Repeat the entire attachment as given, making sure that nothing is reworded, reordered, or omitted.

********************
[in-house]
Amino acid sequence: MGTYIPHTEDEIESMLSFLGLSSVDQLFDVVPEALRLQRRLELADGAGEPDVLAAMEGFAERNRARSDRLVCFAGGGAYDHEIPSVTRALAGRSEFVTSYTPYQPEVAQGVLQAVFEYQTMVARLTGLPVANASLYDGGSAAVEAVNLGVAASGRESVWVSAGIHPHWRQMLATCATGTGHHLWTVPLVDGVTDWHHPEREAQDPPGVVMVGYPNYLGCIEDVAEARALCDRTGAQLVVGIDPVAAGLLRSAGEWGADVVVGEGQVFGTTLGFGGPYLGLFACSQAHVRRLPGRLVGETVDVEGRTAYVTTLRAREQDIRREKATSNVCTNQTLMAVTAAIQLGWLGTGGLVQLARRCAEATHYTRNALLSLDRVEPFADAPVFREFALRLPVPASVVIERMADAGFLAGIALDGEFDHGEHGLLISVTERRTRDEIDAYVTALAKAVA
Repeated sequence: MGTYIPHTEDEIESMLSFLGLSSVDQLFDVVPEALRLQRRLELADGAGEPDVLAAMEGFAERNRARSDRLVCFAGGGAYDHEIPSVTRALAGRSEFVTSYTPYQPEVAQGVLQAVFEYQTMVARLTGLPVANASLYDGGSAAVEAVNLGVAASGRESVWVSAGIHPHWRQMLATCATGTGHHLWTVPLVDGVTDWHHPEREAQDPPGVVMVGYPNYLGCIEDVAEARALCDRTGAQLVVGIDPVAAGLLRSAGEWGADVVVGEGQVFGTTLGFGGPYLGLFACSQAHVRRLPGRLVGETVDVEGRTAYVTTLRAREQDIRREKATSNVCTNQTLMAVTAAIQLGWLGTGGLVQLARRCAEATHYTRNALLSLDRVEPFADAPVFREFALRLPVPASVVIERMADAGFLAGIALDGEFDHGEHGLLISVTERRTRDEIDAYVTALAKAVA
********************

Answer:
[in-house]
Amino acid sequence: MGTYIPHTEDEIESMLSFLGLSSVDQLFDVVPEALRLQRRLELADGAGEPDVLAAMEGFAERNRARSDRLVCFAGGGAYDHEIPSVTRALAGRSEFVTSYTPYQPEVAQGVLQAVFEYQTMVARLTGLPVANASLYDGGSAAVEAVNLGVAASGRESVWVSAGIHPHWRQMLATCATGTGHHLWTVPLVDGVTDWHHPEREAQDPPGVVMVGYPNYLGCIEDVAEARALCDRTGAQLVVGIDPVAAGLLRSAGEWGADVVVGEGQVFGTTLGFGGPYLGLFACSQAHVRRLPGRLVGETVDVEGRTAYVTTLRAREQDIRREKATSNVCTNQTLMAVTAAIQLGWLGTGGLVQLARRCAEATHYTRNALLSLDRVEPFADAPVFREFALRLPVPASVVIERMADAGFLAGIALDGEFDHGEHGLLISVTERRTRDEIDAYVTALAKAVA
Repeated sequence: MGTYIPHTEDEIESMLSFLGLSSVDQLFDVVPEALRLQRRLELADGAGEPDVLAAMEGFAERNRARSDRLVCFAGGGAYDHEIPSVTRALAGRSEFVTSYTPYQPEVAQGVLQAVFEYQTMVARLTGLPVANASLYDGGSAAVEAVNLGVAASGRESVWVSAGIHPHWRQMLATCATGTGHHLWTVPLVDGVTDWHHPEREAQDPPGVVMVGYPNYLGCIEDVAEARALCDRTGAQLVVGIDPVAAGLLRSAGEWGADVVVGEGQVFGTTLGFGGPYLGLFACSQAHVRRLPGRLVGETVDVEGRTAYVTTLRAREQDIRREKATSNVCTNQTLMAVTAAIQLGWLGTGGLVQLARRCAEATHYTRNALLSLDRVEPFADAPVFREFALRLPVPASVVIERMADAGFLAGIALDGEFDHGEHGLLISVTERRTRDEIDAYVTALAKAVA